When I didn't get into university the first time I applied, I spent my gap year working two jobs in retail to earn money for university whilst all of my friends were away having the time of their lives. Whenever I tried to throw myself into the job and got excited over the small things like finding the right coathanger for the item I was putting away (yes, this genuinely did excite me), it would suddenly hit me that I had gone from being Head Student and having interviews at Oxford to being screwed over by an unfortunate series of events that included my Spanish teacher being fired, the subsequent video-conferencing teacher being absent due to family crises and a personal tragedy that hit our small class very, very hard. In the end I was eight marks off being accepted into university but instead of getting in like every other friend of mine who had planned to go away, I had to try and deal with what felt like a quarter-life crisis, navigating a life path that had no certainty any more and having to make snap decisions about the rest of my life after my carefully constructed Plan A was swiftly deconstructed... all before the next application deadline. (Just for the record, I was never going to go to Oxford as I didn't make it past the interview stage.)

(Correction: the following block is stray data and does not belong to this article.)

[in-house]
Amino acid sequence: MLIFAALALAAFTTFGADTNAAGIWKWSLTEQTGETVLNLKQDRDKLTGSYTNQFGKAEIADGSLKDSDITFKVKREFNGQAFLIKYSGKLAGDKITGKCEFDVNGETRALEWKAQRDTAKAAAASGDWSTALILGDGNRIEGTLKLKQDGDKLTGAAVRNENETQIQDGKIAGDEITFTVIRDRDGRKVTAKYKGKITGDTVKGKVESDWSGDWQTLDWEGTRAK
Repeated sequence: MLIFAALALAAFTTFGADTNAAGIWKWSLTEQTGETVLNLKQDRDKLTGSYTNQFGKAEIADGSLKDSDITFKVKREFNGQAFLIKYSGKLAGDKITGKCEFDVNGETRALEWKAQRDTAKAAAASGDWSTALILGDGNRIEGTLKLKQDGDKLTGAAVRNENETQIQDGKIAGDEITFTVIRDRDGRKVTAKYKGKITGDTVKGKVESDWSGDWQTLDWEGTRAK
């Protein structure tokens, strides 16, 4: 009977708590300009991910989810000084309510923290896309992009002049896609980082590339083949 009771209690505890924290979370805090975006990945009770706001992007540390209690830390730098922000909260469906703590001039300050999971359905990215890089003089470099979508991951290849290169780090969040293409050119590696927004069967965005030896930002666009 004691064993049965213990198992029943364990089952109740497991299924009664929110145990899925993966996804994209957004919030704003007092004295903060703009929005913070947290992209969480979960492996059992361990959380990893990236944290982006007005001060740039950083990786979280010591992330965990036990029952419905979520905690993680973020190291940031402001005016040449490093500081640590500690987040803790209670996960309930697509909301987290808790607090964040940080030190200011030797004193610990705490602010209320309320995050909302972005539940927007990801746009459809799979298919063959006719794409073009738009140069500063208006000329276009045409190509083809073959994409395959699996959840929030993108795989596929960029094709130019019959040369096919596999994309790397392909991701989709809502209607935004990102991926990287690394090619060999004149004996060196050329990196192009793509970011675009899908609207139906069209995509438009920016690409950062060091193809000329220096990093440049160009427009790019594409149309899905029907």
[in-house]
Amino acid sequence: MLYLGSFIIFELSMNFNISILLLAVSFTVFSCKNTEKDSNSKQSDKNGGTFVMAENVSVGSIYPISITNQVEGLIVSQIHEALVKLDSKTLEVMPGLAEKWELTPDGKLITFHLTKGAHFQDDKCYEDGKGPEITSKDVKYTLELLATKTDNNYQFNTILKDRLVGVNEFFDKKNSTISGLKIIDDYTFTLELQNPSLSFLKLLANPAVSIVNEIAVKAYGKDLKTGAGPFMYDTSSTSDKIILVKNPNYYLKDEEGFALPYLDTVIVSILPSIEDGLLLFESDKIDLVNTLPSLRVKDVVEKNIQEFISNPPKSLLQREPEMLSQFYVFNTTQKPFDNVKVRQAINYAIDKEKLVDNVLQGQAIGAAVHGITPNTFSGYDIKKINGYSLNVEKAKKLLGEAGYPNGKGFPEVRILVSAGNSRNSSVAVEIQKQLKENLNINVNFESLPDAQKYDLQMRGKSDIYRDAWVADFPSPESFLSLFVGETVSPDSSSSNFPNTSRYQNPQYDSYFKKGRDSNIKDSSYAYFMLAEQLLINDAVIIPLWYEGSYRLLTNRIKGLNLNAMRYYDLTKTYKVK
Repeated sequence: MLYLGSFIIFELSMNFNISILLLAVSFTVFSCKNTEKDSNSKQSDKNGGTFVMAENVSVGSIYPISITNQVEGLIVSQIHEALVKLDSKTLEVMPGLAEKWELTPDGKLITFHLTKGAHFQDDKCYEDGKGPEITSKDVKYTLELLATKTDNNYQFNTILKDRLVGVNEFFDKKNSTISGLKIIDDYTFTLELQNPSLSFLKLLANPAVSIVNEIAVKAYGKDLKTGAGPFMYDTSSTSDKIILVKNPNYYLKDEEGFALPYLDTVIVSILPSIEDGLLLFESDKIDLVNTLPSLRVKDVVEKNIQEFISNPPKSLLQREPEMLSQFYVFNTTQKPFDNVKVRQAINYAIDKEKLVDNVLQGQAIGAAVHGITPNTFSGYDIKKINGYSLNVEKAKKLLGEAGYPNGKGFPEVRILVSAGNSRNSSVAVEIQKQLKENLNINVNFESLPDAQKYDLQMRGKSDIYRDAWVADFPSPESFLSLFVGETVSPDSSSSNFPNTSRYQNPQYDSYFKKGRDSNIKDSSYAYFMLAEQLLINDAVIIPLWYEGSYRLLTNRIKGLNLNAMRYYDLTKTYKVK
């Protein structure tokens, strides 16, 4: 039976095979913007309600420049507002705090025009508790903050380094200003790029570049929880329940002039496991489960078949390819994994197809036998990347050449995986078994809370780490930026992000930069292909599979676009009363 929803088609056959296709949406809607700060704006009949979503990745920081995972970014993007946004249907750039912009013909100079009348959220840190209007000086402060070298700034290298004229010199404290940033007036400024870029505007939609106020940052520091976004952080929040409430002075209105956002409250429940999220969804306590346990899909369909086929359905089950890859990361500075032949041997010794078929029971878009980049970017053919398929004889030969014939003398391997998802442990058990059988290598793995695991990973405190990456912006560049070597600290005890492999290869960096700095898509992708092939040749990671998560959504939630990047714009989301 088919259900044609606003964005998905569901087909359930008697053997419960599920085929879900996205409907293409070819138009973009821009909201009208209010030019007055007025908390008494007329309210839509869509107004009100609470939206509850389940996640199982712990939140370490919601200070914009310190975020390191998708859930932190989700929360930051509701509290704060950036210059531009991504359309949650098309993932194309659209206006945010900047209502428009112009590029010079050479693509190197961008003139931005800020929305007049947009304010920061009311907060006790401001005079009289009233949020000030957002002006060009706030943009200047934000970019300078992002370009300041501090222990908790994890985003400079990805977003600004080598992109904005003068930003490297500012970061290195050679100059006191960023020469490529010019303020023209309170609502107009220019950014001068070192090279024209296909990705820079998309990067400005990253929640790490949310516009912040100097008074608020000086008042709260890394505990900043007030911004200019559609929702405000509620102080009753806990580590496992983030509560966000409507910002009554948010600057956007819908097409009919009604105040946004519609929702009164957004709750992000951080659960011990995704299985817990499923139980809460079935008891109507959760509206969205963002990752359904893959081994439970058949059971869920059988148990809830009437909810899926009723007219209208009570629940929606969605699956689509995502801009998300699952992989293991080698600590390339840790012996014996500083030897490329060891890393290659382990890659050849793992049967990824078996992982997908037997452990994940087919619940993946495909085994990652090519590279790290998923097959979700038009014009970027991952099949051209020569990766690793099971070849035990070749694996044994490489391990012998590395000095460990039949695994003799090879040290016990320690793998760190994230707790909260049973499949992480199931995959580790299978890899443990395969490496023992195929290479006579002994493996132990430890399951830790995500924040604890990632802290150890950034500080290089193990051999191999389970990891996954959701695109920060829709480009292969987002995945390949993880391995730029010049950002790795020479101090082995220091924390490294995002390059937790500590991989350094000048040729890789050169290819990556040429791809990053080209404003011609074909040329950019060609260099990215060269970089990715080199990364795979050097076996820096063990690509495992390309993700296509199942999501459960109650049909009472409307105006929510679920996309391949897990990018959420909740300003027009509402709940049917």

By the time I got accepted into a university that I wanted to go to, the accommodation prices had soared beyond my means. At the open day I asked what my options were. There weren't any. Until fortunately, they released discounted rooms on a building site (a building site, for goodness sake! And the place was infested with silverfish aka the creepy nighttime bugs that look like the bug device in the Matrix. I would have preferred spiders!) I took the chance.